By the early 1920's one of the retail spaces was a tea room run by "Mrs. Welch." The proprietress knew her repeat customers well and and established a sort of friendship with some. One of her regulars was Mary O'Brien who came in on July 20, 1923. Mrs. Welch noticed that Mary appeared dejected when she sat down at a corner table. She told police later that she attempted to "cheer her up."
But Mary simply sighed "It's all over." As Mrs. Welch stepped away, the 27-year old woman took a small bottle from her handbag and swallowed half of its contents--iodine. The New York Times reported "Mrs. Welsh screamed and ran for a policeman. A Reception Hospital ambulance was called and the young woman was taken there."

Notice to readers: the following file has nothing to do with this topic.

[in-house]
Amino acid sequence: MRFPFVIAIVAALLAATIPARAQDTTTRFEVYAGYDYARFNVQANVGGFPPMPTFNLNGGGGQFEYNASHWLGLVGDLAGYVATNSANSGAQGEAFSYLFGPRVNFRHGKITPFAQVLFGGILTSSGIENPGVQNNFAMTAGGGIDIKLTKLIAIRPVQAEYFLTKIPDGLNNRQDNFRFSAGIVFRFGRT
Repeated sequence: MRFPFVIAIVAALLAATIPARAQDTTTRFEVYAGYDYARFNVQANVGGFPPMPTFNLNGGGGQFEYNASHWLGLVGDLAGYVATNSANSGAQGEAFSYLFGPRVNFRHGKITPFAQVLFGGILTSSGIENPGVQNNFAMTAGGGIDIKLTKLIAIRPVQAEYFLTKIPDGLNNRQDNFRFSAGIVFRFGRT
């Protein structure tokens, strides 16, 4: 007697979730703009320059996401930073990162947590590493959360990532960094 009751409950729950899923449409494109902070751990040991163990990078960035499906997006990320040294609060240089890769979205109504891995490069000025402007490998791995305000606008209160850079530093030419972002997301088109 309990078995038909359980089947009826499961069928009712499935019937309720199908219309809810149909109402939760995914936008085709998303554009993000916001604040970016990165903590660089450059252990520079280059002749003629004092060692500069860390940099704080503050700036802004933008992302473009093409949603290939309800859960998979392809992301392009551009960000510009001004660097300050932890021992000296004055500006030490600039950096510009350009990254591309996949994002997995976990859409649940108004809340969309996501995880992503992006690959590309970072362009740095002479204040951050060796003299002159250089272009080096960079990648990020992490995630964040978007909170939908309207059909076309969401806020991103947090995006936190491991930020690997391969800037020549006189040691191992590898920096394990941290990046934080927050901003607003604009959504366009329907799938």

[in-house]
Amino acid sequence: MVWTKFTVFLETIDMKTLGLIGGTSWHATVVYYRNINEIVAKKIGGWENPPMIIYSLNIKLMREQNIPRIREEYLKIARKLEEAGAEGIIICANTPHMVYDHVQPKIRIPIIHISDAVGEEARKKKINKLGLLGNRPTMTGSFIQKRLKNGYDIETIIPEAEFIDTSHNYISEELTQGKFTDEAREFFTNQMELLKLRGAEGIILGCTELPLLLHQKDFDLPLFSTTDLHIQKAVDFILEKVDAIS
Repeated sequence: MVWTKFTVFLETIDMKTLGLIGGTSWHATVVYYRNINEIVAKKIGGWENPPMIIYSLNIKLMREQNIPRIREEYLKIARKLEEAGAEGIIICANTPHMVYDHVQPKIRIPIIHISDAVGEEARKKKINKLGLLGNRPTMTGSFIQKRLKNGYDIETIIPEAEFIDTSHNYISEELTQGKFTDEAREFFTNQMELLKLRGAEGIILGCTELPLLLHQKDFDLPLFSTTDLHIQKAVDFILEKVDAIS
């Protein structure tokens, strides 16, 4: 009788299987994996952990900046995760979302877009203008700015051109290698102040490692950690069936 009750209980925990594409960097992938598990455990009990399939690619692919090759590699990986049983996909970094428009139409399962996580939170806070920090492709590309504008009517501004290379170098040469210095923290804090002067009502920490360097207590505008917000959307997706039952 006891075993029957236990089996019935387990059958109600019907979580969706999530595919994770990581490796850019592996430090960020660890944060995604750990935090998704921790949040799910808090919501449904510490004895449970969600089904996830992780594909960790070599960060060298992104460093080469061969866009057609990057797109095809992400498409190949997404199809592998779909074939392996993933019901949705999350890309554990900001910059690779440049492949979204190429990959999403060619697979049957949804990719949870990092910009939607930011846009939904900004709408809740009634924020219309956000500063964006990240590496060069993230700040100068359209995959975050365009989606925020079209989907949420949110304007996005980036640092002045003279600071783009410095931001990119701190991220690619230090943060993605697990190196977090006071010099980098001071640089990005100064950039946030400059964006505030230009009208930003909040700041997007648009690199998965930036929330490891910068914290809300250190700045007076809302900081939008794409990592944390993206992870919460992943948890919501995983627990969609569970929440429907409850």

Two young women shared an apartment in 1929. Winifred Grayson and Marjorie Wharton were arrested for prostitution On March 7 that year four vice officers rushed into their apartment and arrested them for prostitution. The officers reported they were found with two "unknown men" who had paid them $5 each.
But in a trial that began on December 16, 1930 the two women testified against the officers. They insisted they had been framed and that the officers had abused them.
The New York Evening Post reported on December 17 that Winifred testified that Officer Peter F. Lamb "seized her money, purse and jewelry" and "pushed her as she was escorted toward the street, causing her to fall and injure her knee." She said that she and Marjorie were forced to ride on the laps of two officers in the police car, and that when she screamed for help one of them struck her. "My nose bled and my ears rang," she told the court. "The officer told me not to get blood on his coat."